It’s Getting Easier To Fly Drones In The U.S.
Director of Privacy and Robotics at the Center for Internet and Society M. Ryan Calo spoke with Sarah Childress of PBS Frontline on the potential use of drone surveillance by police forces.
Ben Miller’s drones are some of the latest bots to fly in American skies.
The manager for the drone program at the sheriff’s office in Mesa County, Colo., Miller uses his machines — small enough to fit in the back of an SUV — to track bad guys and rescue lost hikers.
“One of these days, someone will bring a lost child back to their parents” with the help of a drone, he said. “From a law enforcement perspective, that’s what we’re doing. We’re trying to improve public safety.”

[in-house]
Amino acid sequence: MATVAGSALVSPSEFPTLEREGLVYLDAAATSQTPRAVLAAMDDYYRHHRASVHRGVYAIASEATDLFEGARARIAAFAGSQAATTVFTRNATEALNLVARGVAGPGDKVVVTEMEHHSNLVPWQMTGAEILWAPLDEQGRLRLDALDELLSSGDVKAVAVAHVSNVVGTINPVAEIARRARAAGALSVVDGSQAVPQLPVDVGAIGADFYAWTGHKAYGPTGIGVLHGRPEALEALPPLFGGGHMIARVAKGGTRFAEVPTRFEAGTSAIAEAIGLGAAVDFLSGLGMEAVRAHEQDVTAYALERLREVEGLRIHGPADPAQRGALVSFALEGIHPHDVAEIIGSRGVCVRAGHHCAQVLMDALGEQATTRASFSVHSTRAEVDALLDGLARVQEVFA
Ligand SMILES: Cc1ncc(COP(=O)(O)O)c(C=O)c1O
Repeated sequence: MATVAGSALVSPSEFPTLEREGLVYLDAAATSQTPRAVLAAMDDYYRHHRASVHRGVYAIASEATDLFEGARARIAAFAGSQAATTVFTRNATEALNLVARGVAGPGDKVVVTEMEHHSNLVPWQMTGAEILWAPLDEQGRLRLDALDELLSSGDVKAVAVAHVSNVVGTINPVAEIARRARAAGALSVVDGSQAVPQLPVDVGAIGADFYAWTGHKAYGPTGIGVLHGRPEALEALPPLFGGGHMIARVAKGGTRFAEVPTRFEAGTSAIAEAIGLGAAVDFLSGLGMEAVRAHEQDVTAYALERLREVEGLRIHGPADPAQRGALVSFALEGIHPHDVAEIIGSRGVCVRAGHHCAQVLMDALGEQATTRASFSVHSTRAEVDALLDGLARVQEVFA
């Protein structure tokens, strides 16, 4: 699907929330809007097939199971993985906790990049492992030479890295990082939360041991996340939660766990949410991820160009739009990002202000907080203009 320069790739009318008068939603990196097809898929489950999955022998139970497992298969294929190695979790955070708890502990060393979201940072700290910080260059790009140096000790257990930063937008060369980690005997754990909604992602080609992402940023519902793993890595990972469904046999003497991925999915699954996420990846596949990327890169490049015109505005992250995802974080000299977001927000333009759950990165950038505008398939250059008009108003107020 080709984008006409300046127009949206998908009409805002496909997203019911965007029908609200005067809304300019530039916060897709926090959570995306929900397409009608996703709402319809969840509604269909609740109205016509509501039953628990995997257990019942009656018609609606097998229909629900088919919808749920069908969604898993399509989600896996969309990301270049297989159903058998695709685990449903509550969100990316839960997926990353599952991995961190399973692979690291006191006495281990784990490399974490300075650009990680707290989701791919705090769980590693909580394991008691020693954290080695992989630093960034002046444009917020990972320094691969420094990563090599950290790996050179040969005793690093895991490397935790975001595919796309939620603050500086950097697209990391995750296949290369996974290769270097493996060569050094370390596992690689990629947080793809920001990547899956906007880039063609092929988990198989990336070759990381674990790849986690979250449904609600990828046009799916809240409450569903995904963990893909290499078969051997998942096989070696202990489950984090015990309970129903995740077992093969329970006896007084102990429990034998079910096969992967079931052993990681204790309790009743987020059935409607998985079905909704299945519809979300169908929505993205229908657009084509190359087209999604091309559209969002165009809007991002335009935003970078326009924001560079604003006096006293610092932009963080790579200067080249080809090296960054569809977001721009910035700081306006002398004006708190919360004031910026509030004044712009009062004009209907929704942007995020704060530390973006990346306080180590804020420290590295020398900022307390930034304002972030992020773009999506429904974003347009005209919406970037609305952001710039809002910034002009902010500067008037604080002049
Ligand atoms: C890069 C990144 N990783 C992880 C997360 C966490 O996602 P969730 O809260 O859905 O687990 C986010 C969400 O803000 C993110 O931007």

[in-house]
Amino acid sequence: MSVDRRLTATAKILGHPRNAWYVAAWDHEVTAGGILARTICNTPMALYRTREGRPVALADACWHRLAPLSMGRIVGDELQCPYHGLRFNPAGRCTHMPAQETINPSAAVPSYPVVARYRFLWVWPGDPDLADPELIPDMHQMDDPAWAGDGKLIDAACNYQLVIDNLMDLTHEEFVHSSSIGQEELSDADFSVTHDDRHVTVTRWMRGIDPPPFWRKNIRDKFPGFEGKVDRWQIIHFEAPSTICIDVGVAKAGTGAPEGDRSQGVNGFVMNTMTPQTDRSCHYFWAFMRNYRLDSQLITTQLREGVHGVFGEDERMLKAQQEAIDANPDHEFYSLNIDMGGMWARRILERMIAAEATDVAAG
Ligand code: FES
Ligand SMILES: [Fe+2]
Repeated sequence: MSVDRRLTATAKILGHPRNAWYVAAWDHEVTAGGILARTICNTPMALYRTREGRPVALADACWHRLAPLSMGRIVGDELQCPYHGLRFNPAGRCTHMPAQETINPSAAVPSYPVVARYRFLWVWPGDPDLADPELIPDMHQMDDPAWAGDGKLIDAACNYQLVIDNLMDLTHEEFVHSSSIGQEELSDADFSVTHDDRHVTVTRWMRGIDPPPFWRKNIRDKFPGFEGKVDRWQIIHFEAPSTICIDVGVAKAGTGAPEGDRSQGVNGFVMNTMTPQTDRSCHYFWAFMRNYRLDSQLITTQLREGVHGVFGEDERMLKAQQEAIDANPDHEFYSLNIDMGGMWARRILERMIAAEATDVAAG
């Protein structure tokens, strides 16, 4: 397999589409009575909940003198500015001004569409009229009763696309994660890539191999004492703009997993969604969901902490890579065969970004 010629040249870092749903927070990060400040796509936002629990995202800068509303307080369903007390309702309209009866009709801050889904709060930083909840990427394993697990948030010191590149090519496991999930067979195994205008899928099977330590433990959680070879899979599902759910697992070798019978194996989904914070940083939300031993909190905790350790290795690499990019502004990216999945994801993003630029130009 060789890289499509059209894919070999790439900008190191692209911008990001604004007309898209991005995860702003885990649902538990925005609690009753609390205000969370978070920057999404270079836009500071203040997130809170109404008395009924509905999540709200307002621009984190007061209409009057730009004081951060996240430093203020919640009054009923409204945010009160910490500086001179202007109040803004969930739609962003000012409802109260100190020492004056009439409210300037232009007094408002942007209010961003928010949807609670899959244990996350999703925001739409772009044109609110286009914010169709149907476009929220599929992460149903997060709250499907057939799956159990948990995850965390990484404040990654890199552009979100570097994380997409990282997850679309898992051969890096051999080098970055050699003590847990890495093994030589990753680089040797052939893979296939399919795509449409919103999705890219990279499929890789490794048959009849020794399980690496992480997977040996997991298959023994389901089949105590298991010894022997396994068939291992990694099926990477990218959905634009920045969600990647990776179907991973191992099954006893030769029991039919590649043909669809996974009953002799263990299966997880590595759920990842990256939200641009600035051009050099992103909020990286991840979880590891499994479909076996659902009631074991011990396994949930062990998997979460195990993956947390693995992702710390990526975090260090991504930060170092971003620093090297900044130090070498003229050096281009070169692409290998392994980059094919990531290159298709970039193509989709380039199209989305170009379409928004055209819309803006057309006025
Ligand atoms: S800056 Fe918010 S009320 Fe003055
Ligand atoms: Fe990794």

“They’re right and they’re wrong,” said Ryan Calo, an incoming law professor at the University of Washington School of Law, who has taught at Stanford University on the questions surrounding privacy and robotics. “The law won’t treat a helicopter any different than the use of a drone, likely. But drone surveillance is so much more cost effective and efficient… The incentives for police officers to engage in surveillance is higher, and the obstacles are lower.”
Calo said that current U.S. privacy laws haven’t caught up to new technology. There’s currently no legal expectation of privacy for a person strolling down a street, for example. Should that change if the street is filmed 24 hours each day by a camera equipped with facial-recognition software?
“We don’t have good examples that are getting people riled up,” he said. “Drones are a good candidate that will make people focus in on this issue.”